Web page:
Finmeccanica Chief Orsi Said to Be Held in Bribery ProbeAlessandra Migliaccio, Chiara Vasarri and Robert Wall
Finmeccanica SpA Chief Executive Officer Giuseppe Orsi was arrested in connection with a corruption probe, threatening to derail asset sales aimed at cutting the aerospace and defense company’s debt.
Orsi was jailed on accusations of corruption and tax fraud, prosecutor Eugenio Fusco said today by phone from Busto Arsizio, Italy. Bruno Spagnolini, CEO of the AgustaWestland helicopter unit, was placed under house arrest earlier today and faces the same charges, Fusco said. Authorities are investigating alleged illegal payments tied to a 560 million-euro ($753 million) contract for the sale of 12 AW101 helicopters to India in 2010. The company has denied wrongdoing.
Orsi, 67, has been undertaking the company’s biggest revamp in at least a decade and is under pressure to deliver 1 billion euros ($1.3 billion) in asset sales to reduce more than 4 billion euros in debt. The company had been pushing to dispose of its Ansaldo Energia business, with the goal of announcing a buyer before Italian elections begin on Feb. 24.
The arrest increases “the risk of material disruption in the company’s strategy and day-to-day management as well as a delay to its restructuring and asset disposal plan,” Fitch Ratings said today in an e-mailed statement announcing it may cut its BBB- rating.
Finmeccanica slumped 7.3 percent, the most in more than a year, to 4.41 euros in Milan. The stock was repeatedly suspended for excessive volatility. Italy’s market regulator has banned short selling of shares through tomorrow.
The Italian company, referring to the arrests only as “precautionary measures,” said Finmeccanica will continue to pursue its operations “as usual” and that it expresses support of the managers, according to an e-mailed statement.
Evidence against Orsi is “inconsistent” and the arrest is “unjustified,” the CEO’s lawyer, Ennio Amodio, said in an e-mailed statement. Finmeccanica’s board will tomorrow temporarily give management powers to Chief Operating Officer Alessandro Pansa, Radiocor reported, citing unidentified people close to the situation.
The Milan offices of Italy’s biggest defense company, Orsi’s house and premises of AgustaWestland in Italy were searched, two people familiar with the probe said, who asked not to be identified because the investigation is continuing.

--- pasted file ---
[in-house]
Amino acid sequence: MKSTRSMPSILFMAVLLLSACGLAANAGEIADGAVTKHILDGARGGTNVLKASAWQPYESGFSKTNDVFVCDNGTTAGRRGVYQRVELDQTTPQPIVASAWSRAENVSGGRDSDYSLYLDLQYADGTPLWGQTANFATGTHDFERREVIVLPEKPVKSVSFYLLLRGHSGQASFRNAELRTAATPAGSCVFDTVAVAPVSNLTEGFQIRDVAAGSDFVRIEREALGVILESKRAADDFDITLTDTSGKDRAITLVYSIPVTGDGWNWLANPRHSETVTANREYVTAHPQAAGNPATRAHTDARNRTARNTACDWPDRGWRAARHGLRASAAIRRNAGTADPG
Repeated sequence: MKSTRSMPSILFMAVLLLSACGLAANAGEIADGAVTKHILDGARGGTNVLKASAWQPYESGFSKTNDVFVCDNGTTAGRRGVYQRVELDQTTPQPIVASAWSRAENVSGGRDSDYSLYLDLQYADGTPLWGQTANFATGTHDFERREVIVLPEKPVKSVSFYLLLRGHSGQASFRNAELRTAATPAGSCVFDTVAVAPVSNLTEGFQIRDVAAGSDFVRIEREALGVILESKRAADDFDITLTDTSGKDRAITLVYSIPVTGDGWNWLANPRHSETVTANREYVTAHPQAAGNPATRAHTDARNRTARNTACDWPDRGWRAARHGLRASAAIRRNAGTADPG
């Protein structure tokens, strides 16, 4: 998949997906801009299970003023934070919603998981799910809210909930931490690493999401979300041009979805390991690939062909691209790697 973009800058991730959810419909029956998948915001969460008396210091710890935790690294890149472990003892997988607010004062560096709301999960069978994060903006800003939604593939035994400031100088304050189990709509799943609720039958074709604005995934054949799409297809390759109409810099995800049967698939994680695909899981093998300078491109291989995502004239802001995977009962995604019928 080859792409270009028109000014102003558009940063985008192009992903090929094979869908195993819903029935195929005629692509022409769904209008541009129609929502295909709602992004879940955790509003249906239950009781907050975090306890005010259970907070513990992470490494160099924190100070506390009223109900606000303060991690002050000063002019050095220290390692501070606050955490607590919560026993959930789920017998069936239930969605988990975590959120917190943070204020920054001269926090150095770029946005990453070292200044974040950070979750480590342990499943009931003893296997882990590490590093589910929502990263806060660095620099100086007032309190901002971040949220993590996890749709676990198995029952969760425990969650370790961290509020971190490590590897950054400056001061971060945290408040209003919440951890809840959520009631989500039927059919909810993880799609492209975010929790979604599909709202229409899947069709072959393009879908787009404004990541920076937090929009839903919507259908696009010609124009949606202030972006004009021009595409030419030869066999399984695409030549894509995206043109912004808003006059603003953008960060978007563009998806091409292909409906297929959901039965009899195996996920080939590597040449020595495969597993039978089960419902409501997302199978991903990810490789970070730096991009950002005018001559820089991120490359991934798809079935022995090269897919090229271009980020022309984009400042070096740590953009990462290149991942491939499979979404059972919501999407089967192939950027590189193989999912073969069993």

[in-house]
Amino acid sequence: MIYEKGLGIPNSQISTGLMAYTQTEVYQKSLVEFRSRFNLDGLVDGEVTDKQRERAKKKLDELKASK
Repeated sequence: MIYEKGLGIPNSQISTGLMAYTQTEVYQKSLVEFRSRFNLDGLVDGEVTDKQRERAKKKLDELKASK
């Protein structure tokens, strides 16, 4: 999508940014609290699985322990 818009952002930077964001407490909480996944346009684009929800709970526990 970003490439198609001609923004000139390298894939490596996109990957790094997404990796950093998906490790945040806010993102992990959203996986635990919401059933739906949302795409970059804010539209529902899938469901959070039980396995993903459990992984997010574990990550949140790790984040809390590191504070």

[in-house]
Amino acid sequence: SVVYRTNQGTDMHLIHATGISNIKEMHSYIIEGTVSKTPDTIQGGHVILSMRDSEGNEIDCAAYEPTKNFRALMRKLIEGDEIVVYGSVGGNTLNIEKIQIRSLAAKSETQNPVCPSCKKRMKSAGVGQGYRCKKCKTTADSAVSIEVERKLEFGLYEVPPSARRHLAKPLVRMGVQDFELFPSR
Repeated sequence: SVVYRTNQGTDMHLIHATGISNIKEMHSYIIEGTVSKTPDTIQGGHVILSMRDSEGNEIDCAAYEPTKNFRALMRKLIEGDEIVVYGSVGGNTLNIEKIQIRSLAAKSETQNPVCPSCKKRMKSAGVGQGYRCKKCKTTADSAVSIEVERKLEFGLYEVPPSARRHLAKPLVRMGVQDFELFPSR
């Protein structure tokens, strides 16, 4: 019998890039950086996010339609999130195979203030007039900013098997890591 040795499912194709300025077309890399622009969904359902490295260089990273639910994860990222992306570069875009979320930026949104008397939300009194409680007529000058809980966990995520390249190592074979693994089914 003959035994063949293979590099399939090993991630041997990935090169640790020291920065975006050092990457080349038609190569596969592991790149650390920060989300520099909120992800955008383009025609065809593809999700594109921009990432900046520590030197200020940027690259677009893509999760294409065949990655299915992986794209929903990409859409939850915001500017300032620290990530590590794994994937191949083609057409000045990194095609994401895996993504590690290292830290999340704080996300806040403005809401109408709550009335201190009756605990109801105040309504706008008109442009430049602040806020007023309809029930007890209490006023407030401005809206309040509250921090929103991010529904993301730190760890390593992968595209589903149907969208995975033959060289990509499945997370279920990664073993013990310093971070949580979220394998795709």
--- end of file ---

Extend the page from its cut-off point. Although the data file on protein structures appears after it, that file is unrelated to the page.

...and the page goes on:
The Indian Defense Ministry has asked the country’s Central Bureau of Investigation to probe the charges. The contract signed with AgustaWestland includes “specific contractual provisions against bribery and the use of undue influence as well as an integrity pact,” the ministry said in an e-mailed statement.
The probe follows at least two other corruption investigations involving the Rome-based defense contractor. Former Chairman Pier Francesco Guarguaglini resigned after he was targeted in one probe that led to criminal charges against his wife, who ran a Finmeccanica unit. Guarguaglini said in a Jan. 17 interview with Il Sole 24 ore that he was acquitted.
“This could make Orsi’s position extremely fragile,” said Christophe Menard, a Paris-based analyst at Kepler Capital Markets.
Standard & Poor’s cut Finmeccanica’s debt rating below investment grade last month over concern that asset sales would not sufficiently improve capital levels. The company will hold a board meeting on Feb. 21 to review Samsung’s offer for Ansaldo Energia, Antonio Apa, Secretary General of labor union Uilm said Feb. 6.
The board “will not be in a position to decide on the sale of assets such as Ansaldo Energia or Ansaldo Breda and this worries us as Mr. Orsi’s strategy was focused on avoiding any capital increase and disposing of peripheral assets,” Luca Conti, an analyst at Banca Akros in Milan, wrote in a note to investors. Conti cut his recommendation on the stock to hold from accumulate.
“There is an issue with the governance of Finmeccanica at the moment and we will deal with it,” Italian Prime Minister Mario Monti said today on state-owned RAI television.
Finmeccanica received a C grade last year when Transparency International, the non-profit watchdog, issued its first anti-corruption index of defense companies. That mark indicates the group found only “moderate” evidence that anti-corruption systems were in place.
Orsi has previously denied any wrongdoing in the case and said he would not resign.
“Orsi has done a fantastic job,” said Nick Cunningham, an analyst at London-based Agency Partners. “Even if he has to go, Orsi has put in place many of the restructuring steps the company has needed.”